(Apr 26, 2006)
And yet… there's a strange sense of… Well, it isn't fun exactly, but it's a slightly addictive charm that games like Puzzle Bobble exude that forces you to reassemble your controller and try that damn stage one more time… until you fail again due to circumstances beyond your control, and the rage returns.
Let's get the inevitable out of the way first: This isn't a clone of Metal Gear Solid. This isn't even a mutated-claw-handed-lump-of-skin-and-fleshy-sinew-on-a-scientist's-gurney-pleading-for-a-quick-death clone-gone-wrong of Metal Gear Solid. Instead, think Pac-Man. Winback 2 is essentially the closest we've come to a three-dimensional maze hunt, complete with action elements that attempt to distract you from an overly simplified gameplay structure. This may have worked at the tail end of the Nintendo 64's lifespan, but at the tail end of this console cycle it just doesn't cut it.
Despite having oodles of potential, Winback 2: Project Poseidon falls flat at every turn. The multiple route idea is great – the execution uninspired, with miniscule levels, a lack of ideas to utilize the system and a non-existent multiplayer co-op mode. The lack of ideas is further accentuated by overly repetitive levels and generic storyline. The control system is still reasonable even after a few years since the first Winback – but lacks the necessary polish to successfully bring it in to 2006. Then there are the countless logic flaws (same health bar for two people, ridiculously finite ammo, etc). Are these problems due to laziness? Or is it because of the budget price point? Either way, Winback 2 should have been a lot better than it actually is.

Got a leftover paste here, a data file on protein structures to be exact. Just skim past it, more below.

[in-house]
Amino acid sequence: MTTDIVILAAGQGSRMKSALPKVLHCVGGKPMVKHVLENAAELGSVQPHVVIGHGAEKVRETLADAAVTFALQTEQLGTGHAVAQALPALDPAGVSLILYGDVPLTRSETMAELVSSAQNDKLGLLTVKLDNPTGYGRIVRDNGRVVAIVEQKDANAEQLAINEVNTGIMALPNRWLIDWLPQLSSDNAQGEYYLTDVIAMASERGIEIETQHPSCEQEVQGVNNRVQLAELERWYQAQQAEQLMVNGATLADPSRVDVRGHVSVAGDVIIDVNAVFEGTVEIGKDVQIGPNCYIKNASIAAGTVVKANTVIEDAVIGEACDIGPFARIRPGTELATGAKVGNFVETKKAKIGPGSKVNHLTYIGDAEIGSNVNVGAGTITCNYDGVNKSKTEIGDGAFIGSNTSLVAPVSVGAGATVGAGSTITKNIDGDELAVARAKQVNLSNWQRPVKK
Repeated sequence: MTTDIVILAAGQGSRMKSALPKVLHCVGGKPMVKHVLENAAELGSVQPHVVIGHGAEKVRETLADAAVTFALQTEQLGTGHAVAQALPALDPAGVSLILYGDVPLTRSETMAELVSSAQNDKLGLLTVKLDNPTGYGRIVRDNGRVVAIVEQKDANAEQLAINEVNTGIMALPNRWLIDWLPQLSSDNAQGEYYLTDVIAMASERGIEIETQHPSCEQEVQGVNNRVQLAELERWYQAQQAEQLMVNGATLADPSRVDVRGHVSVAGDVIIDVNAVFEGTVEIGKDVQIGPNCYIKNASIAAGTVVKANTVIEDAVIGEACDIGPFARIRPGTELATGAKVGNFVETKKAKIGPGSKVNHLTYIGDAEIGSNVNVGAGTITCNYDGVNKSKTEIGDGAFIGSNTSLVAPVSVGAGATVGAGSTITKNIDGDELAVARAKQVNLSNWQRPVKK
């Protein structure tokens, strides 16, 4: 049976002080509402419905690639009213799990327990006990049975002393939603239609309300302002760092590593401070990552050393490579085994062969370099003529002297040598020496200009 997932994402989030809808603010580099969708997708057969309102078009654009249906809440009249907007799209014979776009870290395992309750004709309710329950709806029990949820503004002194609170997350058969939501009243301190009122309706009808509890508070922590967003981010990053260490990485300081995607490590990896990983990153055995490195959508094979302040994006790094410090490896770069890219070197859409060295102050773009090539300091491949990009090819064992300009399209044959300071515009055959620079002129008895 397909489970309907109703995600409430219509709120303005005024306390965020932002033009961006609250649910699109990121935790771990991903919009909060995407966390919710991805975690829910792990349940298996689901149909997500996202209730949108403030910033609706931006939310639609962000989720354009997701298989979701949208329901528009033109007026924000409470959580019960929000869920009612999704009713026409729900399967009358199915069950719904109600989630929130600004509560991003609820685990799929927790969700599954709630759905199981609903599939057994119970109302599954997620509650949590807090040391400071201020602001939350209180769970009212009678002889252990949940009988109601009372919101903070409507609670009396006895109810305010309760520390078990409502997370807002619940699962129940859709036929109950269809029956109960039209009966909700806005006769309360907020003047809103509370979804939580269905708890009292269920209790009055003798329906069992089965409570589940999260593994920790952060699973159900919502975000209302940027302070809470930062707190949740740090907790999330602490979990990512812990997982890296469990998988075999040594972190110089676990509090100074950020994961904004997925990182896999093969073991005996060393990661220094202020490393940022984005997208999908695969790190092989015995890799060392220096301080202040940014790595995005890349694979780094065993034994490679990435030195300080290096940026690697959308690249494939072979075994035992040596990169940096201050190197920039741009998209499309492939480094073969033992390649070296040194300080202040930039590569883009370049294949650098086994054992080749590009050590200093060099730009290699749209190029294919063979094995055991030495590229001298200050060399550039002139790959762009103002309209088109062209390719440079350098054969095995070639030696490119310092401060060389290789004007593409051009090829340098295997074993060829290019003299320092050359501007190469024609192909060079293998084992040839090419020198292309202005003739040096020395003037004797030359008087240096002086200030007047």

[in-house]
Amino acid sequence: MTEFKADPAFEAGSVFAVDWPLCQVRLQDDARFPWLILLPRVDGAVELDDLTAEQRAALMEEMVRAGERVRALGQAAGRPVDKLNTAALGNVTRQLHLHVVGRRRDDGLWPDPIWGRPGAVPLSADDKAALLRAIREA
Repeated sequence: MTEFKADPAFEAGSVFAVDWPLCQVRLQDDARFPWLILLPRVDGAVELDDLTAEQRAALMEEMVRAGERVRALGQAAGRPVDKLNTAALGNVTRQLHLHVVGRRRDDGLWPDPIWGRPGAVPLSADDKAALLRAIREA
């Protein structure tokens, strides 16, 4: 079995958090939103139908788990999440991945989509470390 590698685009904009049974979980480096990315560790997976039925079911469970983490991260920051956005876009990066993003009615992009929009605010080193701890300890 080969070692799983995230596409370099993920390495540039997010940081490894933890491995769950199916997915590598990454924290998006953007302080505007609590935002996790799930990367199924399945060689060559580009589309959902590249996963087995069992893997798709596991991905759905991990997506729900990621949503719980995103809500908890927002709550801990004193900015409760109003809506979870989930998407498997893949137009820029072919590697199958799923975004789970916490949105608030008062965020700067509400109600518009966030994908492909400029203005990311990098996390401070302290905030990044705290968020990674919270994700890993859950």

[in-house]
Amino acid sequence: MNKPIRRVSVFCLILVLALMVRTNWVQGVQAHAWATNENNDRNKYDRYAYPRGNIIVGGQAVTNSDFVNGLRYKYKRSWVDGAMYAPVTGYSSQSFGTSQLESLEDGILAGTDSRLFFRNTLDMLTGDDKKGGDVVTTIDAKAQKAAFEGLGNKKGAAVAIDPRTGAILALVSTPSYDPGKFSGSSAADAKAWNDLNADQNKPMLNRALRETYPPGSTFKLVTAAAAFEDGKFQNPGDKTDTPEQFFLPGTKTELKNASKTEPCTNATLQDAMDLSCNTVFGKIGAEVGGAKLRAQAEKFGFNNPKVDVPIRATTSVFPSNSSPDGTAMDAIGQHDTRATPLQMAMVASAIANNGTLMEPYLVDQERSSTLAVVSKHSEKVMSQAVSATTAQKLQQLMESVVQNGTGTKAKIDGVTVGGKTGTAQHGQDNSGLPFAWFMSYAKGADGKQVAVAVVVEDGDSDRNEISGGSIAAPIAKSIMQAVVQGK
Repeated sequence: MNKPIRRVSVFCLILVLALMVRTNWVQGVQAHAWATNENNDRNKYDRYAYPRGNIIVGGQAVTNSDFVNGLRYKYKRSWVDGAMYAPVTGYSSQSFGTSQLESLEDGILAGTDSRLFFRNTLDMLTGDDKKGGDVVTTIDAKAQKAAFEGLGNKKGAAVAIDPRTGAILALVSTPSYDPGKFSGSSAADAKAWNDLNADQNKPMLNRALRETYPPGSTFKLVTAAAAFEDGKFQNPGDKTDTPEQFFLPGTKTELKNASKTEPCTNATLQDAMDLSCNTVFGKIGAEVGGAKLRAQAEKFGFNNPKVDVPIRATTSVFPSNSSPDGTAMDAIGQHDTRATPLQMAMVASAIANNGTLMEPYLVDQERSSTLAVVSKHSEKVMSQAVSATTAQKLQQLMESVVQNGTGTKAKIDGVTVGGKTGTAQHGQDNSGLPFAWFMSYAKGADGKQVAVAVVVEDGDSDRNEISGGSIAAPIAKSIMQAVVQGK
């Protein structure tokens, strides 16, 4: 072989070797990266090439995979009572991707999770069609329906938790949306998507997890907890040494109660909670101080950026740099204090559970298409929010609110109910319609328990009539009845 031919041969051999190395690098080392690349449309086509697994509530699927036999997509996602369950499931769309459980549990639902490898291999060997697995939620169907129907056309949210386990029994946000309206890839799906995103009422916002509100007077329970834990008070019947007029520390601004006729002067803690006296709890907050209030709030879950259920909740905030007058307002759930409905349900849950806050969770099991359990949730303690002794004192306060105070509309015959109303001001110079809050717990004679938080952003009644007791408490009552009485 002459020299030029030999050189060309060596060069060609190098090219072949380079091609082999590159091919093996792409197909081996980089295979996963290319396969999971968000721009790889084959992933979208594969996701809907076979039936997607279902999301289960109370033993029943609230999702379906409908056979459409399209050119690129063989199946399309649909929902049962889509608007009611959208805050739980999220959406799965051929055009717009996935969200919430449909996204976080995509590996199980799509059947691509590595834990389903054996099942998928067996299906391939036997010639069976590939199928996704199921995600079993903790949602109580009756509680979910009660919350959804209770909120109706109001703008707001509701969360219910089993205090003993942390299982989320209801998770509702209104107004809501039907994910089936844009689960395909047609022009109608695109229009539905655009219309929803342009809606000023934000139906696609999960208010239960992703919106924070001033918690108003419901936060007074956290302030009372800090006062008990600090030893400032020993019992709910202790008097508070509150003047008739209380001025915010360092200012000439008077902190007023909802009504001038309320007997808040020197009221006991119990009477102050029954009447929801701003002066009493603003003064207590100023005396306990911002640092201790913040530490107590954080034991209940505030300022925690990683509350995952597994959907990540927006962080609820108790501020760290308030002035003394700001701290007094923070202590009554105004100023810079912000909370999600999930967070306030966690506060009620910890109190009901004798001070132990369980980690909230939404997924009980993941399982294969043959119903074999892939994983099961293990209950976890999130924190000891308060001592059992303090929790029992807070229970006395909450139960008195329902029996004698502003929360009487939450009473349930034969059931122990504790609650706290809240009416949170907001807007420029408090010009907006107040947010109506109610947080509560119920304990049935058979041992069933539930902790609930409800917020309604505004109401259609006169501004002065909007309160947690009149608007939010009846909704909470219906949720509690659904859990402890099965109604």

In fact, just skip the whole thing. It has a few fun moments, but for the most part Winback 2 is an utterly unremarkable game, except perhaps in that despite all the gunplay, it's completely bloodless. It could have been a pretty passable budget title, but it isn't. This late in the PS2's life there are so many great price-slashed games floating around that it's really hard to justify blowing fifty dollars on something that's just okay.